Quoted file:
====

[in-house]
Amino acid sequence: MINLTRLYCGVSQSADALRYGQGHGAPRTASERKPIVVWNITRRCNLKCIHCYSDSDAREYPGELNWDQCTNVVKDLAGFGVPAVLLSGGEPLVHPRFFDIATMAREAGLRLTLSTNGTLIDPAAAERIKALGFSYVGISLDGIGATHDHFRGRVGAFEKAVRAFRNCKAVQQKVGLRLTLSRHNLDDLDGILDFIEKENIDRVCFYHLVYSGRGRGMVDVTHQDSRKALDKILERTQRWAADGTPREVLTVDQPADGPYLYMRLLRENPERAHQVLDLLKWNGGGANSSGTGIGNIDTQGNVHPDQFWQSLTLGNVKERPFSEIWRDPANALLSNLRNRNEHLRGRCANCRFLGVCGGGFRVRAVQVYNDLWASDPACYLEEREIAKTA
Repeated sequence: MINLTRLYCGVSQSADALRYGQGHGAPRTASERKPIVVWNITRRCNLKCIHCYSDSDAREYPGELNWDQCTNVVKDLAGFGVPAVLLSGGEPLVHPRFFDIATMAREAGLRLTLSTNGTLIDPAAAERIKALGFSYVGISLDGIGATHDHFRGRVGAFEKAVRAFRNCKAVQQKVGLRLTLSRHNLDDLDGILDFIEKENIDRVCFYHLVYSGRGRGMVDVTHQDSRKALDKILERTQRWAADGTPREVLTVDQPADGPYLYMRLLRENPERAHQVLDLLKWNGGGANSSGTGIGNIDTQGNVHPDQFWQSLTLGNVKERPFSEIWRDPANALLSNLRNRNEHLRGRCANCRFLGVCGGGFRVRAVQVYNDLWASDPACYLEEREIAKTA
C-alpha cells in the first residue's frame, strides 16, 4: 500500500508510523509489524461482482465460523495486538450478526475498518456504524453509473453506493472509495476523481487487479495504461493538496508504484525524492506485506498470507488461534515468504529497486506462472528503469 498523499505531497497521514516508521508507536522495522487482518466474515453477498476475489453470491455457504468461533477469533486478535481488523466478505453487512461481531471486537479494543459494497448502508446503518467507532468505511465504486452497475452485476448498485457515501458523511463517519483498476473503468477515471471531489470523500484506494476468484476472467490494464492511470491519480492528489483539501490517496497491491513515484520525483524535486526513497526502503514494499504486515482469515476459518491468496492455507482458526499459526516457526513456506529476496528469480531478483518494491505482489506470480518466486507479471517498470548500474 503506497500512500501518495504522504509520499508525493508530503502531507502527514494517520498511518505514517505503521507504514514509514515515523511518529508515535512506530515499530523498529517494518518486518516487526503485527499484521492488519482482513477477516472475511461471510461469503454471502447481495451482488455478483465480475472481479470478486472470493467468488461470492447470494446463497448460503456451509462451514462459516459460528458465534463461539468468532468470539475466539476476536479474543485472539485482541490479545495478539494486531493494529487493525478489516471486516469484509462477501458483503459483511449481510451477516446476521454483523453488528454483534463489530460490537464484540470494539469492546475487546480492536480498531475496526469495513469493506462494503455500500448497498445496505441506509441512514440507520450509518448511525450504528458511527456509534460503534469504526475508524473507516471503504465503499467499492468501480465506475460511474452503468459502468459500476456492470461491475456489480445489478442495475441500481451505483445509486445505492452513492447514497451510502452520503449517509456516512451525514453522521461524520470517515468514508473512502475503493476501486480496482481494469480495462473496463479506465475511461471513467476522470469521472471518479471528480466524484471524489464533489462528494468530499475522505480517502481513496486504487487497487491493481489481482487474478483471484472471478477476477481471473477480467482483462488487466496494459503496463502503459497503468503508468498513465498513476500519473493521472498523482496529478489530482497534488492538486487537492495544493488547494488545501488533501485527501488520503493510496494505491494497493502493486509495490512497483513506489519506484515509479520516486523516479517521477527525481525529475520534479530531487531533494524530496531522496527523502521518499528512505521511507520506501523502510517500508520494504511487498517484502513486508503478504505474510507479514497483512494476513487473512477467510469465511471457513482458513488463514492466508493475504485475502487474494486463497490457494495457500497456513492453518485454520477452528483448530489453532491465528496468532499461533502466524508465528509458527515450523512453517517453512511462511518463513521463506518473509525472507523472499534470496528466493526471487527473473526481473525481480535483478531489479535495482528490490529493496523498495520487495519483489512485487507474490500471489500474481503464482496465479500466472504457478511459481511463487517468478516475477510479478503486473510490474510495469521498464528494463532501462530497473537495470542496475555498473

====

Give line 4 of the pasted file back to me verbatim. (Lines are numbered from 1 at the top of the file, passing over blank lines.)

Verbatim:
C-alpha cells in the first residue's frame, strides 16, 4: 500500500508510523509489524461482482465460523495486538450478526475498518456504524453509473453506493472509495476523481487487479495504461493538496508504484525524492506485506498470507488461534515468504529497486506462472528503469 498523499505531497497521514516508521508507536522495522487482518466474515453477498476475489453470491455457504468461533477469533486478535481488523466478505453487512461481531471486537479494543459494497448502508446503518467507532468505511465504486452497475452485476448498485457515501458523511463517519483498476473503468477515471471531489470523500484506494476468484476472467490494464492511470491519480492528489483539501490517496497491491513515484520525483524535486526513497526502503514494499504486515482469515476459518491468496492455507482458526499459526516457526513456506529476496528469480531478483518494491505482489506470480518466486507479471517498470548500474 503506497500512500501518495504522504509520499508525493508530503502531507502527514494517520498511518505514517505503521507504514514509514515515523511518529508515535512506530515499530523498529517494518518486518516487526503485527499484521492488519482482513477477516472475511461471510461469503454471502447481495451482488455478483465480475472481479470478486472470493467468488461470492447470494446463497448460503456451509462451514462459516459460528458465534463461539468468532468470539475466539476476536479474543485472539485482541490479545495478539494486531493494529487493525478489516471486516469484509462477501458483503459483511449481510451477516446476521454483523453488528454483534463489530460490537464484540470494539469492546475487546480492536480498531475496526469495513469493506462494503455500500448497498445496505441506509441512514440507520450509518448511525450504528458511527456509534460503534469504526475508524473507516471503504465503499467499492468501480465506475460511474452503468459502468459500476456492470461491475456489480445489478442495475441500481451505483445509486445505492452513492447514497451510502452520503449517509456516512451525514453522521461524520470517515468514508473512502475503493476501486480496482481494469480495462473496463479506465475511461471513467476522470469521472471518479471528480466524484471524489464533489462528494468530499475522505480517502481513496486504487487497487491493481489481482487474478483471484472471478477476477481471473477480467482483462488487466496494459503496463502503459497503468503508468498513465498513476500519473493521472498523482496529478489530482497534488492538486487537492495544493488547494488545501488533501485527501488520503493510496494505491494497493502493486509495490512497483513506489519506484515509479520516486523516479517521477527525481525529475520534479530531487531533494524530496531522496527523502521518499528512505521511507520506501523502510517500508520494504511487498517484502513486508503478504505474510507479514497483512494476513487473512477467510469465511471457513482458513488463514492466508493475504485475502487474494486463497490457494495457500497456513492453518485454520477452528483448530489453532491465528496468532499461533502466524508465528509458527515450523512453517517453512511462511518463513521463506518473509525472507523472499534470496528466493526471487527473473526481473525481480535483478531489479535495482528490490529493496523498495520487495519483489512485487507474490500471489500474481503464482496465479500466472504457478511459481511463487517468478516475477510479478503486473510490474510495469521498464528494463532501462530497473537495470542496475555498473